But sadly even this minimal idea of peaceful co-living is breaking down in India and indeed South Asia. One of the major consequences we see of communal violence in India, in the few decades, is that people of different religious communities stop living together after communal violence. We see this over and over again in our work in many sites of large communal massacres of religious minorities, mainly Muslims, like Bhagalpur, Gujarat or Muzaffarnagar. Minority groups tend to move out of mixed colonies where they may have lived for generations, to Muslim majority areas – ghettoes – where they feel safety in numbers. There is also an active majoritarian triumphalist expulsion – a kind of ethnic cleansing – that you see in areas where communal massacres have unfolded, in which Muslim minority residents are told that they are not welcome to return. In cities like Ahmedabad that have seen a series of bloody communal massacres over the decades, people actually use the word ‘border’ in common everyday parlance to describe the division between the Hindu and Muslim parts of the city.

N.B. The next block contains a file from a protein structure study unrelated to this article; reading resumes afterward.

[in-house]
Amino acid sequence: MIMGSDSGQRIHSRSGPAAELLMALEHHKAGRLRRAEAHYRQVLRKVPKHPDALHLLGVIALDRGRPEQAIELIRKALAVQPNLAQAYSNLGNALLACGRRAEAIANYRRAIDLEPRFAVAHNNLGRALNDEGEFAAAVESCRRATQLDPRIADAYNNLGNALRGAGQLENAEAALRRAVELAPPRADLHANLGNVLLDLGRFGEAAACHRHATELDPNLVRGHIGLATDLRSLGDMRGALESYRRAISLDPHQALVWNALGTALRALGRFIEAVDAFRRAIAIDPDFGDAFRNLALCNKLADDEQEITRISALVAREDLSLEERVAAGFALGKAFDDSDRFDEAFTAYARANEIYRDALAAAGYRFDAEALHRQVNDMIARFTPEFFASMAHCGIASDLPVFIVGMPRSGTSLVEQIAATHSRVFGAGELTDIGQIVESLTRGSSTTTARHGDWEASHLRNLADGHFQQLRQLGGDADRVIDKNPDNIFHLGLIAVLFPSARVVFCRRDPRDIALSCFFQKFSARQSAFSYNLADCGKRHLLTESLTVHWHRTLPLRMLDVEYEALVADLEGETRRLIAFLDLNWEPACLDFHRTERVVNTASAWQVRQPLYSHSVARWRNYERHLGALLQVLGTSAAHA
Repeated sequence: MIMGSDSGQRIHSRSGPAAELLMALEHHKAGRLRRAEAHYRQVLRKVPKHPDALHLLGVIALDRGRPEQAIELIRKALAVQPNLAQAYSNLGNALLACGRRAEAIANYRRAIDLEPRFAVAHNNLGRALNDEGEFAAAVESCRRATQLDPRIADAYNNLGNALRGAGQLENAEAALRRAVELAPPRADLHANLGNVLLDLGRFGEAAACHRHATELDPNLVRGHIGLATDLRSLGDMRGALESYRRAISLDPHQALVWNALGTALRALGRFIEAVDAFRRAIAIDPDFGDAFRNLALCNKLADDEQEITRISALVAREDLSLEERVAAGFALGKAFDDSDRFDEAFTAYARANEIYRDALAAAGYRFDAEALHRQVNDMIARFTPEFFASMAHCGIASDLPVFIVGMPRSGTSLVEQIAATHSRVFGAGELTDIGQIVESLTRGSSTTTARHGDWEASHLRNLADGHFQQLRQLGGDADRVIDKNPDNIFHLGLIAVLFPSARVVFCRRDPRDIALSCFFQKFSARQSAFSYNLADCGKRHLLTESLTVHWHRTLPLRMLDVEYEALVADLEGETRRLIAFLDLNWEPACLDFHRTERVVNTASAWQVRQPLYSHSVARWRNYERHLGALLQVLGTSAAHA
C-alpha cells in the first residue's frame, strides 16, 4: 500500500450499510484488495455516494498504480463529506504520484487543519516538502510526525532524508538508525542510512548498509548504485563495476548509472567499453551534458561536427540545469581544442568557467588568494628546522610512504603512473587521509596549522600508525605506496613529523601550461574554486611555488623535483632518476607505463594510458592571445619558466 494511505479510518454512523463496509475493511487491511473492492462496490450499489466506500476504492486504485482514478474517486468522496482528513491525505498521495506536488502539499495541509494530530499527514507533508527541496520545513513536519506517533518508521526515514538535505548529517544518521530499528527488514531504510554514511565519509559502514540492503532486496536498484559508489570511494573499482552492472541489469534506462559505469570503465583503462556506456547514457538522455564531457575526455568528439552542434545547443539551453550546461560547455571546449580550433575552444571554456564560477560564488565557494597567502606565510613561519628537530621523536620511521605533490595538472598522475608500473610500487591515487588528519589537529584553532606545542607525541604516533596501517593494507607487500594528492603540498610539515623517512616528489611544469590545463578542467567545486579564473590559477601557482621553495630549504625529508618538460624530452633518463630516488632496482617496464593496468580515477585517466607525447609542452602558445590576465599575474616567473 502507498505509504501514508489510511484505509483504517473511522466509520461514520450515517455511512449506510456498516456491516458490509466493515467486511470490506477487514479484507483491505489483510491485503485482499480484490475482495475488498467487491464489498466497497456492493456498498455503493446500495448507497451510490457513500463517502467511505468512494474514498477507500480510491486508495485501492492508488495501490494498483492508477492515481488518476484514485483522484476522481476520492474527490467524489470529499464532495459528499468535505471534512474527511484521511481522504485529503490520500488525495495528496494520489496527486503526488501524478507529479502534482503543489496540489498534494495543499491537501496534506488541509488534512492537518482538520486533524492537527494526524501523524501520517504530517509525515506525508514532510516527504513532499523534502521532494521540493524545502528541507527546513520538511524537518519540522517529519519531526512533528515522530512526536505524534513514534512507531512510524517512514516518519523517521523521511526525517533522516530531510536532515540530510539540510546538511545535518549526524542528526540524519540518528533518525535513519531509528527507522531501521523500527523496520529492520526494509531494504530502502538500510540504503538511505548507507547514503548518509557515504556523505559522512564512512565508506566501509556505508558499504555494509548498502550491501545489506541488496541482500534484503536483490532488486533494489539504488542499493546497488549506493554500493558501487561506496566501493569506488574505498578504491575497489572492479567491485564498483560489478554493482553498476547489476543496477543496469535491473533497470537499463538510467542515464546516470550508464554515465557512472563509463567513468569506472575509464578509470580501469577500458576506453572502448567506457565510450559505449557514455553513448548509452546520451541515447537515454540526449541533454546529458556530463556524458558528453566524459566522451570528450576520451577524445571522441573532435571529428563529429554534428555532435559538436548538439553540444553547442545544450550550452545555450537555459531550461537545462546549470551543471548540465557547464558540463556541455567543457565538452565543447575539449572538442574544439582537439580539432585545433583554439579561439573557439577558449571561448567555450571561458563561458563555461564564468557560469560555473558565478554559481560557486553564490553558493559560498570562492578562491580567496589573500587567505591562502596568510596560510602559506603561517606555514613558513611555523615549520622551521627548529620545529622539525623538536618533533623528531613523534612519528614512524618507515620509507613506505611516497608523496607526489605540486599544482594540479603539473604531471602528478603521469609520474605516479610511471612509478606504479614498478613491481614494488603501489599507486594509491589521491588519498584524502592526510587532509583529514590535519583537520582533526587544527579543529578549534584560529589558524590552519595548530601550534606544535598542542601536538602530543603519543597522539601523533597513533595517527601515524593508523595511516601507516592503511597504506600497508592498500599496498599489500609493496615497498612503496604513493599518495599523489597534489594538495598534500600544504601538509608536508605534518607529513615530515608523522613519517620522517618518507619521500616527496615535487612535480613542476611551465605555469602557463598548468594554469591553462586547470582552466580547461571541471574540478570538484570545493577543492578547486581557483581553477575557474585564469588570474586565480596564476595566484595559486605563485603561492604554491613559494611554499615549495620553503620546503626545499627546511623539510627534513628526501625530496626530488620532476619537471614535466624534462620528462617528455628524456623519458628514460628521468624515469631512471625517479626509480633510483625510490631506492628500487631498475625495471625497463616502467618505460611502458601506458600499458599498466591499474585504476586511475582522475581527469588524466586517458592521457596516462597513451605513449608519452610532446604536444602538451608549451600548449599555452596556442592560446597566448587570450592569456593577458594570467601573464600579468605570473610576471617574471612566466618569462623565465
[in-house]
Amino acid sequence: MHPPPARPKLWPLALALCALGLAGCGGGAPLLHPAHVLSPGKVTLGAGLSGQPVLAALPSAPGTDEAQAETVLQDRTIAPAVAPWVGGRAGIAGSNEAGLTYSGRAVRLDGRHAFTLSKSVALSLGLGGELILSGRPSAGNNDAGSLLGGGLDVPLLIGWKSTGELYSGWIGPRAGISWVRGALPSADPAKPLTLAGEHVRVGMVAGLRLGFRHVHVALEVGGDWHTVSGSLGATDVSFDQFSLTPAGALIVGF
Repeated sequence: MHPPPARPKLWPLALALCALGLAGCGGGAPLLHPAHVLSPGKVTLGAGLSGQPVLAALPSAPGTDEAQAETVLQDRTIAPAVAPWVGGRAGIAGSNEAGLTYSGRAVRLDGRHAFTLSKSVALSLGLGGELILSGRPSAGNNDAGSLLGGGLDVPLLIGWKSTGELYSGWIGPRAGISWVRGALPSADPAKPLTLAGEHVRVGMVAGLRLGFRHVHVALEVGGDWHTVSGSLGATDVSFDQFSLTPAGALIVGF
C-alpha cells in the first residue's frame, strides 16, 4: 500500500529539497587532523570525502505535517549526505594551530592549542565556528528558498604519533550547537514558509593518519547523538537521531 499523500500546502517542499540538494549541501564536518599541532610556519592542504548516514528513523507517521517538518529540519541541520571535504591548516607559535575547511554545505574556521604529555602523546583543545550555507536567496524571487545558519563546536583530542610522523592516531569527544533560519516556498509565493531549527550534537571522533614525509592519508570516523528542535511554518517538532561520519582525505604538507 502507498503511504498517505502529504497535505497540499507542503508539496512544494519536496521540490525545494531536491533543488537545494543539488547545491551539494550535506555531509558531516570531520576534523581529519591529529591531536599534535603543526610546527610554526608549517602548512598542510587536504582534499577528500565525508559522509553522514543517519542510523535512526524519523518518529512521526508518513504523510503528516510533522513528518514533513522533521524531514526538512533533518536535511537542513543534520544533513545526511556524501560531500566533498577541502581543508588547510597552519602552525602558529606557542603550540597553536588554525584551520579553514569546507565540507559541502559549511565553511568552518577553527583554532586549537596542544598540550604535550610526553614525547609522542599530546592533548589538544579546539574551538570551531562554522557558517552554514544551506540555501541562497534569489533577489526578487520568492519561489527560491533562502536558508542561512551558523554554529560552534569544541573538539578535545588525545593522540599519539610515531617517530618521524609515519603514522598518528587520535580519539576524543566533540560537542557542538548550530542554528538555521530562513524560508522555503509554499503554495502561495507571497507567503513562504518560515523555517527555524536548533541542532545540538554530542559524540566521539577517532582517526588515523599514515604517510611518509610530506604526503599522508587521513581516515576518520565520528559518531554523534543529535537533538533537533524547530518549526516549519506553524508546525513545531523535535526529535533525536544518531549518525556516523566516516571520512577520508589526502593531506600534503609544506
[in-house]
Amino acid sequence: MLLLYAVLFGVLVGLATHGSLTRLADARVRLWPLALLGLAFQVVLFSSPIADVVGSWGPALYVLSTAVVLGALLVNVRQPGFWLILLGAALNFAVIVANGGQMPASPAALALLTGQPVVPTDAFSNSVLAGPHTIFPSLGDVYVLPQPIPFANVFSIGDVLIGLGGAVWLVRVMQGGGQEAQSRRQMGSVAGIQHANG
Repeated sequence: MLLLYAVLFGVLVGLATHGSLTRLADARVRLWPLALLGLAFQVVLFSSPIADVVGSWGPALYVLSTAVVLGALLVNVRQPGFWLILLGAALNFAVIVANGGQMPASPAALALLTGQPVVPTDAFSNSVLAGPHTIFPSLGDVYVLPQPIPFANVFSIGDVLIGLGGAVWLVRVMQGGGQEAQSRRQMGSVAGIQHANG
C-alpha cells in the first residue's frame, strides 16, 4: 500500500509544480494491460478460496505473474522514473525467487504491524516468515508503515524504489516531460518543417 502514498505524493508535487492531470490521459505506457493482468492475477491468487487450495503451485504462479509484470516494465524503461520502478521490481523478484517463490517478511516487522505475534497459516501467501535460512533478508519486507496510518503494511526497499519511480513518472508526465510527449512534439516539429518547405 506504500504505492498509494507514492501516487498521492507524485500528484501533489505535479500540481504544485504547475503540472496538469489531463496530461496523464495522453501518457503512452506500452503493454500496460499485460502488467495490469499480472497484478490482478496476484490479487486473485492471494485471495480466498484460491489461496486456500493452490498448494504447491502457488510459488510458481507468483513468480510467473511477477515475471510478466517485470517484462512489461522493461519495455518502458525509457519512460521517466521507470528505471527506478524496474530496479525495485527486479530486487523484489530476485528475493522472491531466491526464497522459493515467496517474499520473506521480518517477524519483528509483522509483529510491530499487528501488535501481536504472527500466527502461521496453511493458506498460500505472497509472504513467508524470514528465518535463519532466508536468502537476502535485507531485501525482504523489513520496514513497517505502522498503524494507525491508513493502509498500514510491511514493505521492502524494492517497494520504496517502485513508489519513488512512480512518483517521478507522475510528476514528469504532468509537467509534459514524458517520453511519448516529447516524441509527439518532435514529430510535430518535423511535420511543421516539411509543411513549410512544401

Do you think this is a more recent phenomenon? Are we seeing more intolerance now than previously?
Harsh: There are some landmark events – Partition, the Babri Masjid movement and demolition, the Shah Bano agitation, the Gujarat massacre, Muzaffarnagar riots, in which hostility between religious communities have tended to peak and relations break down to a lower ‘normal’ each time. In more recent times, the election of Mr Modi has had an enormous impact on majoritarian sentiment and minority insecurity. You see the triumphalism around his alternate vision of India, where minorities are tolerated on subordinate terms. One consequence of the massive and unprecedented levels of human rights activism after the Gujarat 2002 massacre, has been that large communal massacres have become politically costly. So now instead of large massacres, we see low intensity hate mobilisation. People are attacked for what they eat, or not welcome in mixed living arrangements. It has the same consequence, of minority groups feeling more insecure. Even this recent discussion on nationalism, it’s on another level altogether. Not only are minorities subordinate peoples, but persons who speak of another vision of unity or harmony are themselves cast as suspect in their love for the nation.